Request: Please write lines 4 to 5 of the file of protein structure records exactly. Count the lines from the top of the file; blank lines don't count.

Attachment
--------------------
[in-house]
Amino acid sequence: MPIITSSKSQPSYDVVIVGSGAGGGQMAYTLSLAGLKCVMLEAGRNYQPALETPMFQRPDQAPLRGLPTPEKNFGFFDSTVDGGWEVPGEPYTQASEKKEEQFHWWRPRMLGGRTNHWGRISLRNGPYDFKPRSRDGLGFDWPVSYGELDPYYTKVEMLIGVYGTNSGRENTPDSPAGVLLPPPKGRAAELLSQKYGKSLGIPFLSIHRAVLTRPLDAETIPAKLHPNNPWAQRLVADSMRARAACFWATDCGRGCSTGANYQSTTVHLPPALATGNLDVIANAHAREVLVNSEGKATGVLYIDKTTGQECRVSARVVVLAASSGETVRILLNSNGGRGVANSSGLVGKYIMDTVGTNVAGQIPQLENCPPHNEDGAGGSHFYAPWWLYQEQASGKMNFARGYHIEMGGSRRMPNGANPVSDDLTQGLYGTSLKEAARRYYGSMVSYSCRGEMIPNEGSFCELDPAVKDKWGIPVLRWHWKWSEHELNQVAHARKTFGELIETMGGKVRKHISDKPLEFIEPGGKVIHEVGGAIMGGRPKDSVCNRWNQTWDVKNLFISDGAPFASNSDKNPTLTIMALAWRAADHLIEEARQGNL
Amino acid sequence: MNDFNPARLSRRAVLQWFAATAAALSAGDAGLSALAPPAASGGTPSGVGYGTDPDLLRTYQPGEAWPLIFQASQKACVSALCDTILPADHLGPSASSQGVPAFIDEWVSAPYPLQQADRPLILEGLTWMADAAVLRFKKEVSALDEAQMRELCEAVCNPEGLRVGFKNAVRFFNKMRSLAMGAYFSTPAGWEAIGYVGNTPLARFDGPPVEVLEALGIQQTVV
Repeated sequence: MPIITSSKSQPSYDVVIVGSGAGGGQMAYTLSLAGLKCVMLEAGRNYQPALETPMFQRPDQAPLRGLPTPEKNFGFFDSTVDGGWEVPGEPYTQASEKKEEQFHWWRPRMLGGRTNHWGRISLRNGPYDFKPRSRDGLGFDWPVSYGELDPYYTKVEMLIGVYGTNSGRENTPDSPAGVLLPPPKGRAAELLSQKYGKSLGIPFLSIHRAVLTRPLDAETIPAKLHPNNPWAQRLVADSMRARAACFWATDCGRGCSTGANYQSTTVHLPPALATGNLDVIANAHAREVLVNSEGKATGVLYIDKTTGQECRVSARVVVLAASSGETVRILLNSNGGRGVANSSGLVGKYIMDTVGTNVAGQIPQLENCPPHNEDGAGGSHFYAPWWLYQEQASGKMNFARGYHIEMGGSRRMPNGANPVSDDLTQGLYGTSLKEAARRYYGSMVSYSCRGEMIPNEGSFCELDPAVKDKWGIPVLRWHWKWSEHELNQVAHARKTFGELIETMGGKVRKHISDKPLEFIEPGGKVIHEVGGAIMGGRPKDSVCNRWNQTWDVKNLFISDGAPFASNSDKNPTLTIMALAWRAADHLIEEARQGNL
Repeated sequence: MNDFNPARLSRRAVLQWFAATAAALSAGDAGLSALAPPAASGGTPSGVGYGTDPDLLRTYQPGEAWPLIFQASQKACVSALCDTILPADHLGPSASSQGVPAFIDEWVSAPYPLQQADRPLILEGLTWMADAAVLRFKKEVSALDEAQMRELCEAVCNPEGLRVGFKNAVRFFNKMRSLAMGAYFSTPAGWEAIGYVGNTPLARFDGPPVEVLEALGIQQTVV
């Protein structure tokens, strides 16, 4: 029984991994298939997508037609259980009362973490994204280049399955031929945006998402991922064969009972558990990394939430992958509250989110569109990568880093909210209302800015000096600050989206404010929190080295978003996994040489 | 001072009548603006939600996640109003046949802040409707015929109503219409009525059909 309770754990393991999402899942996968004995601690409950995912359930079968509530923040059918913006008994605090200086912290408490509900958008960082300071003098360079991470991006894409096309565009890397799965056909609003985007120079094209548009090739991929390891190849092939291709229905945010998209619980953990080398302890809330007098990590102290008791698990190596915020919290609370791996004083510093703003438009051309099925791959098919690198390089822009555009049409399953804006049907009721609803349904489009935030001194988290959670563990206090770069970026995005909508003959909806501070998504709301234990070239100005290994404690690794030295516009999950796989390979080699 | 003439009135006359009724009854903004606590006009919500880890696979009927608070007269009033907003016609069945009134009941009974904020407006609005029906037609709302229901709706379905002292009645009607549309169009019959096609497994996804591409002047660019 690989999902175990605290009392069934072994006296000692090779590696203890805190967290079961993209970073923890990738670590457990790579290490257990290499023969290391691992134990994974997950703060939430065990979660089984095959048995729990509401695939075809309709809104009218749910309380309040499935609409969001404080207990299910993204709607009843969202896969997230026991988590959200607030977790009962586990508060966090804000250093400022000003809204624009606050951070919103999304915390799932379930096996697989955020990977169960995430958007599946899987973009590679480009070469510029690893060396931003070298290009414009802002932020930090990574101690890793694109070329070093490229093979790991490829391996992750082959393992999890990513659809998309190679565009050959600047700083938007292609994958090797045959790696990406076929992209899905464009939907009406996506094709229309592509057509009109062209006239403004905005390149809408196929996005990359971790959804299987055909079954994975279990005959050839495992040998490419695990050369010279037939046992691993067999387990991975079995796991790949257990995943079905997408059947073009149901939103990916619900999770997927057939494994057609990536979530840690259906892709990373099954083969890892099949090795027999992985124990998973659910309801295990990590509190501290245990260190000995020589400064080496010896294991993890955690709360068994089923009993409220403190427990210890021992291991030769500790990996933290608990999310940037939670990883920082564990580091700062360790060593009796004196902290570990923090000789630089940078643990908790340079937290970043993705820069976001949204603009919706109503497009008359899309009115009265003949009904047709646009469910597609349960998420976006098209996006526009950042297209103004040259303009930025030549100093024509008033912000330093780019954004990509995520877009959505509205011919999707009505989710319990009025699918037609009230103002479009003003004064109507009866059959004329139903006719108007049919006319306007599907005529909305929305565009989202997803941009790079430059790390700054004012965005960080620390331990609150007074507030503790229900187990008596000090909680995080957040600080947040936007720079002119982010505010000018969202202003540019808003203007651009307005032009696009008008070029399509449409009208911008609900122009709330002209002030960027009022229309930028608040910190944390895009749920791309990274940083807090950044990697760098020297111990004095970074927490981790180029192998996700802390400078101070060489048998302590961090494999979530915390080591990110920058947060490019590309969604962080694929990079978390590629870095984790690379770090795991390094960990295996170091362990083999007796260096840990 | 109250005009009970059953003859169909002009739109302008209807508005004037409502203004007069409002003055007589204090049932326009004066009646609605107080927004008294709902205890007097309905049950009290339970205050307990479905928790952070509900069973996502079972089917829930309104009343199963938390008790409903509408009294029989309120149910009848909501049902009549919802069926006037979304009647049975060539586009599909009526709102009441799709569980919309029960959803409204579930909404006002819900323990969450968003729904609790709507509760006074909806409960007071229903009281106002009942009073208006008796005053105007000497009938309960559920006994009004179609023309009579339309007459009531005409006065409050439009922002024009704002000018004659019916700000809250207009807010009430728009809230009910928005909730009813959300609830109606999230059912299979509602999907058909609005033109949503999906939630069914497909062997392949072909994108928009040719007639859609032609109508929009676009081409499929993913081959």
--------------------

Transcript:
Repeated sequence: MPIITSSKSQPSYDVVIVGSGAGGGQMAYTLSLAGLKCVMLEAGRNYQPALETPMFQRPDQAPLRGLPTPEKNFGFFDSTVDGGWEVPGEPYTQASEKKEEQFHWWRPRMLGGRTNHWGRISLRNGPYDFKPRSRDGLGFDWPVSYGELDPYYTKVEMLIGVYGTNSGRENTPDSPAGVLLPPPKGRAAELLSQKYGKSLGIPFLSIHRAVLTRPLDAETIPAKLHPNNPWAQRLVADSMRARAACFWATDCGRGCSTGANYQSTTVHLPPALATGNLDVIANAHAREVLVNSEGKATGVLYIDKTTGQECRVSARVVVLAASSGETVRILLNSNGGRGVANSSGLVGKYIMDTVGTNVAGQIPQLENCPPHNEDGAGGSHFYAPWWLYQEQASGKMNFARGYHIEMGGSRRMPNGANPVSDDLTQGLYGTSLKEAARRYYGSMVSYSCRGEMIPNEGSFCELDPAVKDKWGIPVLRWHWKWSEHELNQVAHARKTFGELIETMGGKVRKHISDKPLEFIEPGGKVIHEVGGAIMGGRPKDSVCNRWNQTWDVKNLFISDGAPFASNSDKNPTLTIMALAWRAADHLIEEARQGNL
Repeated sequence: MNDFNPARLSRRAVLQWFAATAAALSAGDAGLSALAPPAASGGTPSGVGYGTDPDLLRTYQPGEAWPLIFQASQKACVSALCDTILPADHLGPSASSQGVPAFIDEWVSAPYPLQQADRPLILEGLTWMADAAVLRFKKEVSALDEAQMRELCEAVCNPEGLRVGFKNAVRFFNKMRSLAMGAYFSTPAGWEAIGYVGNTPLARFDGPPVEVLEALGIQQTVV